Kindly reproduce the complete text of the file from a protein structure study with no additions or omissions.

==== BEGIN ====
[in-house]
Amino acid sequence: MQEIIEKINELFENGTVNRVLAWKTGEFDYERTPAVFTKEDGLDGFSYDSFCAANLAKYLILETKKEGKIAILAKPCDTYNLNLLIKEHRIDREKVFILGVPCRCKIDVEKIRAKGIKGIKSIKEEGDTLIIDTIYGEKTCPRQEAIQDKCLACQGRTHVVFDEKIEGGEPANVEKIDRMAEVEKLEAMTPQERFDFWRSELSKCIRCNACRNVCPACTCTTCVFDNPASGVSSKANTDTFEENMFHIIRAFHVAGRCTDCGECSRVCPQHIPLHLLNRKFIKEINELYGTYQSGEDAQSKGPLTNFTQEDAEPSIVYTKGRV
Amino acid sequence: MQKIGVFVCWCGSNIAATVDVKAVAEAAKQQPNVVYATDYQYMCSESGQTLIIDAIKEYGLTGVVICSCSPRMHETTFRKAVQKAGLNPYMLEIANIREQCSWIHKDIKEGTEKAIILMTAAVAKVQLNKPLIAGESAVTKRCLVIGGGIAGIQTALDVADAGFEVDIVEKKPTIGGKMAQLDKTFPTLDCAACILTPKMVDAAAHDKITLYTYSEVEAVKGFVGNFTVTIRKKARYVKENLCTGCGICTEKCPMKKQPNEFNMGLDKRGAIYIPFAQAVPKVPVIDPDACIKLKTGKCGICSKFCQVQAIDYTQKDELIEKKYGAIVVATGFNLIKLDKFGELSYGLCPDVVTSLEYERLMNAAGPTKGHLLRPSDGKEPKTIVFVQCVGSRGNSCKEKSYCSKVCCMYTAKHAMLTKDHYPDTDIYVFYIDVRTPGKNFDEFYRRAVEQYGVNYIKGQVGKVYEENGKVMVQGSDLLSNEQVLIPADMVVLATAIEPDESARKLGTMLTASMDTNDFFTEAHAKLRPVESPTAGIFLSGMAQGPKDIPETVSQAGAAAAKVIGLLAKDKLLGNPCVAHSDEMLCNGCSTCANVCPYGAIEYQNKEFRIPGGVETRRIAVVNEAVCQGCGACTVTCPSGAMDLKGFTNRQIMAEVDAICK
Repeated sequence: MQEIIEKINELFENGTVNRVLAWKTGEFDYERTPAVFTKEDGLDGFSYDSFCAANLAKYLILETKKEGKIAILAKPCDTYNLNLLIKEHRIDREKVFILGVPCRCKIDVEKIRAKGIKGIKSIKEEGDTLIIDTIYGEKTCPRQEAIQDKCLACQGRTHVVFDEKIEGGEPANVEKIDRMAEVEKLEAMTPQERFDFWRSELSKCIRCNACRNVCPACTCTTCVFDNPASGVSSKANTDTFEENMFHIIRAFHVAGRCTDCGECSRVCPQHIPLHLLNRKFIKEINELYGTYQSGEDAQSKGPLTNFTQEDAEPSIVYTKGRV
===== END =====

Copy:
[in-house]
Amino acid sequence: MQEIIEKINELFENGTVNRVLAWKTGEFDYERTPAVFTKEDGLDGFSYDSFCAANLAKYLILETKKEGKIAILAKPCDTYNLNLLIKEHRIDREKVFILGVPCRCKIDVEKIRAKGIKGIKSIKEEGDTLIIDTIYGEKTCPRQEAIQDKCLACQGRTHVVFDEKIEGGEPANVEKIDRMAEVEKLEAMTPQERFDFWRSELSKCIRCNACRNVCPACTCTTCVFDNPASGVSSKANTDTFEENMFHIIRAFHVAGRCTDCGECSRVCPQHIPLHLLNRKFIKEINELYGTYQSGEDAQSKGPLTNFTQEDAEPSIVYTKGRV
Amino acid sequence: MQKIGVFVCWCGSNIAATVDVKAVAEAAKQQPNVVYATDYQYMCSESGQTLIIDAIKEYGLTGVVICSCSPRMHETTFRKAVQKAGLNPYMLEIANIREQCSWIHKDIKEGTEKAIILMTAAVAKVQLNKPLIAGESAVTKRCLVIGGGIAGIQTALDVADAGFEVDIVEKKPTIGGKMAQLDKTFPTLDCAACILTPKMVDAAAHDKITLYTYSEVEAVKGFVGNFTVTIRKKARYVKENLCTGCGICTEKCPMKKQPNEFNMGLDKRGAIYIPFAQAVPKVPVIDPDACIKLKTGKCGICSKFCQVQAIDYTQKDELIEKKYGAIVVATGFNLIKLDKFGELSYGLCPDVVTSLEYERLMNAAGPTKGHLLRPSDGKEPKTIVFVQCVGSRGNSCKEKSYCSKVCCMYTAKHAMLTKDHYPDTDIYVFYIDVRTPGKNFDEFYRRAVEQYGVNYIKGQVGKVYEENGKVMVQGSDLLSNEQVLIPADMVVLATAIEPDESARKLGTMLTASMDTNDFFTEAHAKLRPVESPTAGIFLSGMAQGPKDIPETVSQAGAAAAKVIGLLAKDKLLGNPCVAHSDEMLCNGCSTCANVCPYGAIEYQNKEFRIPGGVETRRIAVVNEAVCQGCGACTVTCPSGAMDLKGFTNRQIMAEVDAICK
Repeated sequence: MQEIIEKINELFENGTVNRVLAWKTGEFDYERTPAVFTKEDGLDGFSYDSFCAANLAKYLILETKKEGKIAILAKPCDTYNLNLLIKEHRIDREKVFILGVPCRCKIDVEKIRAKGIKGIKSIKEEGDTLIIDTIYGEKTCPRQEAIQDKCLACQGRTHVVFDEKIEGGEPANVEKIDRMAEVEKLEAMTPQERFDFWRSELSKCIRCNACRNVCPACTCTTCVFDNPASGVSSKANTDTFEENMFHIIRAFHVAGRCTDCGECSRVCPQHIPLHLLNRKFIKEINELYGTYQSGEDAQSKGPLTNFTQEDAEPSIVYTKGRV